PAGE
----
Editor’s note: This version of the story has been updated to clarify House Speaker Ray Merrick’s view of the governor’s executive order. Merrick said he had not taken a position.
TOPEKA — House Speaker Ray Merrick said Friday that Gov. Sam Brownback had a right to rescind a protection for gay and lesbian state workers, but also said later that he did not think someone should be fired for being gay.
The Eagle asked Merrick, R-Stilwell, for his view on Brownback’s recent executive order Friday morning as he entered the House chamber.
“I think the governor’s got a right to do whatever he wants to do,” Merrick said. He then criticized former Democratic Gov. Kathleen Sebelius, who blasted Brownback’s move Thursday.
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About an hour later, Merrick’s office requested a second interview so the speaker could clarify his remarks.
“I don’t want you reading anything into what I had to say,” Merrick said in the second interview in his office.
“The governor didn’t ask me, didn’t talk to me, didn’t communicate with me on that issue. I had no input. I don’t have an opinion. The governor does what the governor wants to do,” he said. “He didn’t tell me ahead of time … and I haven’t talked to him since about the issue.”
Brownback’s executive order means that state workers can now be fired for being gay or transgender.
“As far as that goes, some state workers might get hit by a car tomorrow. I don’t know what’s going to happen in the future,” Merrick said when asked about this possibility.
When pressed, Merrick said state workers should not be fired for their sexual orientation. “I don’t think that should be a criteria for getting rid of anybody, you know,” Merrick said. “There’s a lot of reasons to get rid of people, and there’s a lot of reasons not to get rid of people. I don’t think that should be a valid reason for getting rid of anybody.”
In each interview, Merrick criticized Sebelius, who established the anti-discrimination policy in 2007 through executive order.
“And I think Kathleen Sebelius ought to – she’s not governor anymore – it takes a lot of (nerve),” Merrick said in the first interview. “She didn’t do a real good job on the health care thing in Washington, D.C. She should probably go back there and leave Kansas alone now.”
(AUDIO): House Speaker Ray Merrick comments on Gov. Sam Brownback’s decision to rescind a protection for gay state workers Friday morning:
Sebelius was asked about Brownback’s rollback during an appearance at the Dole Institute for Politics at the University of Kansas on Thursday evening. She called the move distressing.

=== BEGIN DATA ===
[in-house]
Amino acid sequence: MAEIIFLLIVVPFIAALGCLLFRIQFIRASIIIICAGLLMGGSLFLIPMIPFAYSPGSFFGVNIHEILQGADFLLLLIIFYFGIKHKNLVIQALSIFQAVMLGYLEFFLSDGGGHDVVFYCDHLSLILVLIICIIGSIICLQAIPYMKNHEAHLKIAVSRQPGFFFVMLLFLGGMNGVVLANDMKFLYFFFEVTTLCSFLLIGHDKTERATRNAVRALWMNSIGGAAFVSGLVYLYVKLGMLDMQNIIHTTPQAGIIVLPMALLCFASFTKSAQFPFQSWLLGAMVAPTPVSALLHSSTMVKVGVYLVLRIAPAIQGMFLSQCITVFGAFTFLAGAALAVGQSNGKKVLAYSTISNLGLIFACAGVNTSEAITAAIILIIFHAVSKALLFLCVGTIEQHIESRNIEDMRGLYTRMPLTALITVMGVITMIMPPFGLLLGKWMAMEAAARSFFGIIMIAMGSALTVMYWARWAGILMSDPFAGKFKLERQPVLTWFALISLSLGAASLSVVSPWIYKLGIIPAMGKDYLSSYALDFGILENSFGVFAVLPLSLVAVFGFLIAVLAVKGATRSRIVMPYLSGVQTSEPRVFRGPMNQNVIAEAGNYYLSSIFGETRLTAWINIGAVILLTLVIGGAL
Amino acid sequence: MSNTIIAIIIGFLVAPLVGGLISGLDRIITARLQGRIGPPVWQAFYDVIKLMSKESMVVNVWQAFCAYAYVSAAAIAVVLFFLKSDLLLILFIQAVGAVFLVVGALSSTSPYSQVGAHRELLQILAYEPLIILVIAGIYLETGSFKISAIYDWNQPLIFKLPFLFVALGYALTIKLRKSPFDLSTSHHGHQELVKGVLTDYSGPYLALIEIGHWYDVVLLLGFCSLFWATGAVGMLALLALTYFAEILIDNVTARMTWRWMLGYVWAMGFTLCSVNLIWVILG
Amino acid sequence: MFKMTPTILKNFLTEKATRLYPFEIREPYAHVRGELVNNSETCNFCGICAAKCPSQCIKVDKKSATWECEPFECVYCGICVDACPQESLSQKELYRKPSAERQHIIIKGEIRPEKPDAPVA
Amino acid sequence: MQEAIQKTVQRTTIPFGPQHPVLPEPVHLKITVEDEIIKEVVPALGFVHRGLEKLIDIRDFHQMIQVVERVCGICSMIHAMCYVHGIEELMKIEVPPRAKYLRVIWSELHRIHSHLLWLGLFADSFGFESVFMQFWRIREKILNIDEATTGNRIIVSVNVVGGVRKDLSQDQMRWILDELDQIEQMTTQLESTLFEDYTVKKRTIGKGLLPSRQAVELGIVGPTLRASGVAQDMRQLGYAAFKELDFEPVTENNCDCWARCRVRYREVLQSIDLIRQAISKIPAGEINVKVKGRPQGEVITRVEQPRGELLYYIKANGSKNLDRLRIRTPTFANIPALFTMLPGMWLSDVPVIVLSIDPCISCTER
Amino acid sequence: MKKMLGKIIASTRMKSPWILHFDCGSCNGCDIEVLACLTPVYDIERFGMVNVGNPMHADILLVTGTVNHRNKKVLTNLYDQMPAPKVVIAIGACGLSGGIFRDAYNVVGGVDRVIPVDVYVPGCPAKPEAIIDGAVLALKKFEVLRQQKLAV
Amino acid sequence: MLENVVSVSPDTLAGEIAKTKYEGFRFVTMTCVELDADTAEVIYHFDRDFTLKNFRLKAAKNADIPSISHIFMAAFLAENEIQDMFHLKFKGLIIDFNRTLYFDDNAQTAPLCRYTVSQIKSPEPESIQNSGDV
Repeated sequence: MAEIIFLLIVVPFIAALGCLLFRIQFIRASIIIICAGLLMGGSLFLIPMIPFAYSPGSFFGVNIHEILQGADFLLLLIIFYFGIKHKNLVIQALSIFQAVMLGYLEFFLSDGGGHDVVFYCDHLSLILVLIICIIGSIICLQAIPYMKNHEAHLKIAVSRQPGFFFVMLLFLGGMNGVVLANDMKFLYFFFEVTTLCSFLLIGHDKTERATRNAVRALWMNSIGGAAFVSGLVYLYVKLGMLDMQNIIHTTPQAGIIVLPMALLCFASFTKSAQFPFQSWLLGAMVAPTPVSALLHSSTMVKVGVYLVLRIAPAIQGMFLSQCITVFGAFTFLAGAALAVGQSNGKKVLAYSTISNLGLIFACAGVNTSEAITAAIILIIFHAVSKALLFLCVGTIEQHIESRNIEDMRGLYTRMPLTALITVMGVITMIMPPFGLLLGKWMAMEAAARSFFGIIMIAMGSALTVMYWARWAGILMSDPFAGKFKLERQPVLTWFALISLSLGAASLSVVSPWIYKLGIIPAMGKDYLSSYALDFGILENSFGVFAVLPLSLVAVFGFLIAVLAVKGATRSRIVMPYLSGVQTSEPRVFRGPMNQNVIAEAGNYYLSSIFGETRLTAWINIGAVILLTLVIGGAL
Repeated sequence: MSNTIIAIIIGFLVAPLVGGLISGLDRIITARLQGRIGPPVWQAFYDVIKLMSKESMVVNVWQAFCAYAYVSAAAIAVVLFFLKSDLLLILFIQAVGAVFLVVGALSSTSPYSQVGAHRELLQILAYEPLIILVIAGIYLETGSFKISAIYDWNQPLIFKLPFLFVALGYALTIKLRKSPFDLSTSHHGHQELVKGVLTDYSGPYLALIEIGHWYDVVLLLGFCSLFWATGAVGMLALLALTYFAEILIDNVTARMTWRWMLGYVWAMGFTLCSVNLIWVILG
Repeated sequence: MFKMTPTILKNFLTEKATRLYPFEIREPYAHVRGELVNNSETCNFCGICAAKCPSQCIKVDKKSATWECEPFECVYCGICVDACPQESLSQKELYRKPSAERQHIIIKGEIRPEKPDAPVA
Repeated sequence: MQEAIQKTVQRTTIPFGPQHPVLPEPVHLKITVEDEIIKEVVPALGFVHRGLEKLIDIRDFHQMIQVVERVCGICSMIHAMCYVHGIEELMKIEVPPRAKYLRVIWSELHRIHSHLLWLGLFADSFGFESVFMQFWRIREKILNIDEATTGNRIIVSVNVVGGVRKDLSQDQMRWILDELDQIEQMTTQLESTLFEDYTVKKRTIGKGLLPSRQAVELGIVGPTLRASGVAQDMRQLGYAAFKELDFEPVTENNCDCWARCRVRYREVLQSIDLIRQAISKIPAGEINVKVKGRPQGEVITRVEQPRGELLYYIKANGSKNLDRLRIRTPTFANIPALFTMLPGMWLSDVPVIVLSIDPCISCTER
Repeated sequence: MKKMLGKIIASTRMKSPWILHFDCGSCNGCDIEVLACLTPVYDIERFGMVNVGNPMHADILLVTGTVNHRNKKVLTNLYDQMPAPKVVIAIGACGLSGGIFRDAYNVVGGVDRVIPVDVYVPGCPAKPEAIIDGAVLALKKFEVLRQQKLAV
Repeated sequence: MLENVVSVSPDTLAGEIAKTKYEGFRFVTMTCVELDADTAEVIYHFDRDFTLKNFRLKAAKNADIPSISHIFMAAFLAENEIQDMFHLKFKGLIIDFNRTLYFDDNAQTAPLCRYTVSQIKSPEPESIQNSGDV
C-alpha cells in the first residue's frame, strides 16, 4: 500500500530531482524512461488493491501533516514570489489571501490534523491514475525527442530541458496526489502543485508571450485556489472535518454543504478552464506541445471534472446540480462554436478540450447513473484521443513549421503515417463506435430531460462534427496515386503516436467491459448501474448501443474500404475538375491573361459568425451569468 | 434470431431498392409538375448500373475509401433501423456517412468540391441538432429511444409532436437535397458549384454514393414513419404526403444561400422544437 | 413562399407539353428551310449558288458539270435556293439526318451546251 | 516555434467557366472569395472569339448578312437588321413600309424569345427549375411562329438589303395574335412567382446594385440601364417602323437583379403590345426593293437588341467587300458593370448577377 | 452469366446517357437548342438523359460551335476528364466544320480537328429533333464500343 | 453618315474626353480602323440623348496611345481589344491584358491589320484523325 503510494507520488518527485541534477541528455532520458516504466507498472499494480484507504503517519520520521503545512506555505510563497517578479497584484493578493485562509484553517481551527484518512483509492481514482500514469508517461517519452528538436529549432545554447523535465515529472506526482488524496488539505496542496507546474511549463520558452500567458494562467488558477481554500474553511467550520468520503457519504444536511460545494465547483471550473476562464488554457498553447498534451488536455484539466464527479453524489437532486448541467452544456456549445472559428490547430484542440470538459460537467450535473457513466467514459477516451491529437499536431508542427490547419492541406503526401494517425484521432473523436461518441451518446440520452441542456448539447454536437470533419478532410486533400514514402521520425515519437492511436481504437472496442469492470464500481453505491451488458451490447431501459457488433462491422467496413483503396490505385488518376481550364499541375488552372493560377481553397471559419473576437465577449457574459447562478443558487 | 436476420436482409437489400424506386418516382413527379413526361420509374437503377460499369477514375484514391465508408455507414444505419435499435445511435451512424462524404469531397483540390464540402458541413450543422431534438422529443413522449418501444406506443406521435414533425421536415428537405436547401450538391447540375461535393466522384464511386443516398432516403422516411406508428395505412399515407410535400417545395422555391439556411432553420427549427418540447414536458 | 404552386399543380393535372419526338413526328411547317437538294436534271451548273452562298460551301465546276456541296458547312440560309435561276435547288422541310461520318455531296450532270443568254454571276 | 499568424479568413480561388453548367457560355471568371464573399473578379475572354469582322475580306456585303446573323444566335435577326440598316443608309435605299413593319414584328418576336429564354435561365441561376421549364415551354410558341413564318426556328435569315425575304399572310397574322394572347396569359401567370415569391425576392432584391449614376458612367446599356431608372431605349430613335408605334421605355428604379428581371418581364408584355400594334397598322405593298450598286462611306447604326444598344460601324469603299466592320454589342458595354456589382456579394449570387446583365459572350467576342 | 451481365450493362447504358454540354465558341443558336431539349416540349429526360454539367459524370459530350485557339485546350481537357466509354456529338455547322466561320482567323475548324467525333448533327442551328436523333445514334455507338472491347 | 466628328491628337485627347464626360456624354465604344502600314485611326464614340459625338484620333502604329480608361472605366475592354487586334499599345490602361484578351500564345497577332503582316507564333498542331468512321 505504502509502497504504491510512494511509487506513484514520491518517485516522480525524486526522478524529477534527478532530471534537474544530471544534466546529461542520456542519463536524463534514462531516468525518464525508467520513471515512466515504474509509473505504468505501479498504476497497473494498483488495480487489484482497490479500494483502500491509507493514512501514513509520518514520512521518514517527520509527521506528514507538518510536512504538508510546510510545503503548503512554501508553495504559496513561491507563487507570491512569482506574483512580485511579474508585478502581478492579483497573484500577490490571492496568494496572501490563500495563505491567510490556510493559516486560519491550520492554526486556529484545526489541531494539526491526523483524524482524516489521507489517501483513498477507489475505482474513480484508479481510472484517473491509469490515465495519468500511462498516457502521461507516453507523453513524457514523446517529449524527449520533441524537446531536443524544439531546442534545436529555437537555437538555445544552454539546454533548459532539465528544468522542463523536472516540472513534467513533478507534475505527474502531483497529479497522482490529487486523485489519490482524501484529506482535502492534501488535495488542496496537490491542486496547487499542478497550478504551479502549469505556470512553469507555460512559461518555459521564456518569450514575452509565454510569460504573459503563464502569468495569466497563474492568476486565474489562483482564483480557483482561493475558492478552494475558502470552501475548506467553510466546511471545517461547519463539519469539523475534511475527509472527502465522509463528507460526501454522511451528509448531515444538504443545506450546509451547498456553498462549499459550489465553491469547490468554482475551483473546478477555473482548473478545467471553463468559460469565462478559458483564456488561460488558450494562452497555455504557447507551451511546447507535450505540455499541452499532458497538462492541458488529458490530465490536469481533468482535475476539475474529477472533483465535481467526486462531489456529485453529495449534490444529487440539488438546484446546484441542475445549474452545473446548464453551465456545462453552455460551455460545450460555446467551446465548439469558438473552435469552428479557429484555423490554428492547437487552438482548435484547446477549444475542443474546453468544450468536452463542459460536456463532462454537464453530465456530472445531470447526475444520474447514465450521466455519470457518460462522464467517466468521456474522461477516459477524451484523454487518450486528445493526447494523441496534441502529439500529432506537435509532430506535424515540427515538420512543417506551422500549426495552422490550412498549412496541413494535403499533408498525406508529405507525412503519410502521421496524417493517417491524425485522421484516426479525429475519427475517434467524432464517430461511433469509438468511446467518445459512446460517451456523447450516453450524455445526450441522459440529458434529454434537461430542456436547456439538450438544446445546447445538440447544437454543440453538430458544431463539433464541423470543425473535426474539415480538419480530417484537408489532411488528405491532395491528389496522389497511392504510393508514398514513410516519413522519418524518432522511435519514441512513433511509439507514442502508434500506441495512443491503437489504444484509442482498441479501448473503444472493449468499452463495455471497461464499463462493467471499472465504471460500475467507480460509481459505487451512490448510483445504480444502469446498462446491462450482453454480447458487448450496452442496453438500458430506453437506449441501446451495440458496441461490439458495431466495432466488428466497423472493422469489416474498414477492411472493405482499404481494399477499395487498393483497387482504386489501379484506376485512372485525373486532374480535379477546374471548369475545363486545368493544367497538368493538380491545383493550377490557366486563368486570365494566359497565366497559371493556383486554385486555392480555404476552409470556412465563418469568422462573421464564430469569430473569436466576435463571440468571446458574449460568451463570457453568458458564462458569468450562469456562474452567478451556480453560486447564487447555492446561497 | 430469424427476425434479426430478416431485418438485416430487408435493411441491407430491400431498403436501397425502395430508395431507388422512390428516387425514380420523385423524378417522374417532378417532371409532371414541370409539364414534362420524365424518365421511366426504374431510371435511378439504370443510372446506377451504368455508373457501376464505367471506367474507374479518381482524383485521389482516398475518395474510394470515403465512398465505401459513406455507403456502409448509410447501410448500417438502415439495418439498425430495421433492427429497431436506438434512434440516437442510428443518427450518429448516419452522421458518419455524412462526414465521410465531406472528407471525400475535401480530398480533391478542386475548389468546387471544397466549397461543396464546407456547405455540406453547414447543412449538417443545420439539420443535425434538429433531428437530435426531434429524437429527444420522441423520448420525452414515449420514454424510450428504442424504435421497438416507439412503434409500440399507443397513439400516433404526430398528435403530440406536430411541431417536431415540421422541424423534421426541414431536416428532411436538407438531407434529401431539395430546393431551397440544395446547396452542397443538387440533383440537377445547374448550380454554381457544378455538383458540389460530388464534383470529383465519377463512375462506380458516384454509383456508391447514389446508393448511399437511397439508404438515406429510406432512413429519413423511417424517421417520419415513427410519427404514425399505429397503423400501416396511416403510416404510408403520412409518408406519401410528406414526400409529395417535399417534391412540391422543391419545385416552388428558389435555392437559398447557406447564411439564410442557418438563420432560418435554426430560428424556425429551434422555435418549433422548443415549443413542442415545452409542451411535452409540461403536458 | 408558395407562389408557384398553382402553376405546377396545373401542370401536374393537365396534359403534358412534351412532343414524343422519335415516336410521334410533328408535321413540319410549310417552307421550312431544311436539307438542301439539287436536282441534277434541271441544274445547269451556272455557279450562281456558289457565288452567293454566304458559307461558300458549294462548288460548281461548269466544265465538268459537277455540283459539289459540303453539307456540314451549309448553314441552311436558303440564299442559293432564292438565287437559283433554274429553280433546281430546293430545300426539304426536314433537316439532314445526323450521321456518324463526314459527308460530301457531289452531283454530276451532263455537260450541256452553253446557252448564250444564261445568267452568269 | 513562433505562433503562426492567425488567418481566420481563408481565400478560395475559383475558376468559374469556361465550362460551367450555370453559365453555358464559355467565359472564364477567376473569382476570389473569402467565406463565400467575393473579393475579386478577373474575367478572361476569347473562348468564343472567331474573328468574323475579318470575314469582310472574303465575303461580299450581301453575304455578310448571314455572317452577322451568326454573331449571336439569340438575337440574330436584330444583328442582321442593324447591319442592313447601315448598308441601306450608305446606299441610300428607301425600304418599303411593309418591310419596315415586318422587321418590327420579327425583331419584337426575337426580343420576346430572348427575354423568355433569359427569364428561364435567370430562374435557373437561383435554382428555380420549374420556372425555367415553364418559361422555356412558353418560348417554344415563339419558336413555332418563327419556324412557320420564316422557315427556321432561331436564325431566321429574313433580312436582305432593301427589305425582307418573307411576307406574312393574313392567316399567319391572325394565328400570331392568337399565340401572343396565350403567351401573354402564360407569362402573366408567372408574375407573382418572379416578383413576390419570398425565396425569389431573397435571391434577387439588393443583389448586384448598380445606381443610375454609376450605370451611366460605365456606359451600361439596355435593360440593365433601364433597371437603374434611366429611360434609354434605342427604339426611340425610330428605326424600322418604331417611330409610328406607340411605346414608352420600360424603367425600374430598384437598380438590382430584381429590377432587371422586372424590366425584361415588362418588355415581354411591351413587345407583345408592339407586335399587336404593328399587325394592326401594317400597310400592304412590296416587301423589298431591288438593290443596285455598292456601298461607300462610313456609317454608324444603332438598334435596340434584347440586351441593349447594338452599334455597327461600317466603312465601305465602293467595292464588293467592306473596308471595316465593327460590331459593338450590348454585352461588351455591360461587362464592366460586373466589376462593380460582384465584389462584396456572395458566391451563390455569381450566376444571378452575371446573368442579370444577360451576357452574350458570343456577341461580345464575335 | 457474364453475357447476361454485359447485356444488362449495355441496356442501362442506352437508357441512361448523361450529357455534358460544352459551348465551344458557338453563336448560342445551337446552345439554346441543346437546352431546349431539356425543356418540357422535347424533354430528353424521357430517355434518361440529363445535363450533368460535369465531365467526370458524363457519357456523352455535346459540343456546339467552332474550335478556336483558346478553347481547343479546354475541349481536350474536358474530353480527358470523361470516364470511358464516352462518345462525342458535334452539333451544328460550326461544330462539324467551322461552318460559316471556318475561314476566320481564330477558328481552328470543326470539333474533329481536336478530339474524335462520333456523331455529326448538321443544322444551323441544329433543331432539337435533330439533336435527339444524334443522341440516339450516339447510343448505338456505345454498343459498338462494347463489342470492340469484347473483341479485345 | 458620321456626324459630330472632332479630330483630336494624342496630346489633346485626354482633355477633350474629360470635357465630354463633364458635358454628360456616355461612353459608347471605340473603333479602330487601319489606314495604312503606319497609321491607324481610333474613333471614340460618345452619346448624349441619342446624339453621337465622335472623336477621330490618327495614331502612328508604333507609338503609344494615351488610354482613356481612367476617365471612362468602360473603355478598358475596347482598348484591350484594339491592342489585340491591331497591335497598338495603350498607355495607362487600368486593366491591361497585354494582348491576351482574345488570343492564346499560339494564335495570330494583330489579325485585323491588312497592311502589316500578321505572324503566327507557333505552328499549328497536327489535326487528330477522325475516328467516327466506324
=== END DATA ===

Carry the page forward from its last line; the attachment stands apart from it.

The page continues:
“I have no idea why the governor felt compelled, eight years after an executive order was issued, to rescind an executive order that, from all I could tell, seemed to be working very well,” she said, according to the Lawrence Journal-World. “I have no idea what problem he was trying to solve.”
Merrick served as House majority leader during Sebelius’ second term and has talked with The Eagle before about his rocky relationship with the Democrat. He accused her of behaving disrespectfully toward Republican lawmakers and spending money “like a drunken sailor” during an interview in September.
“She’s history,” Merrick said in the second interview. “And as such I don’t think her opinion carries a lot of weight anymore.”
(AUDIO): House Speaker Ray Merrick, in a second interview, clarifies his views on Brownback’s recent executive order:
When the governor unveiled his executive order, he said Sebelius erred by acting unilaterally in establishing the protections for sexual orientation and gender identity and that any changes to the state’s anti-discrimination policies should be enacted by the Legislature instead.
Rep. John Carmichael, D-Wichita, has introduced a bill, HB 2323, that would prohibit workplace discrimination against LGBT Kansans in both the public and private sector. Similar protections exist for race and religion.
Merrick said he had not read Carmichael’s bill and declined to comment before seeing it. He said he would review it in the future.
Last year, the House passed a bill that would have allowed public and private workers to refuse to serve same-sex couples on religious grounds. The bill spurred international backlash and was scuttled by Senate leaders.
Merrick later expressed regret for putting the bill to a vote on the House floor.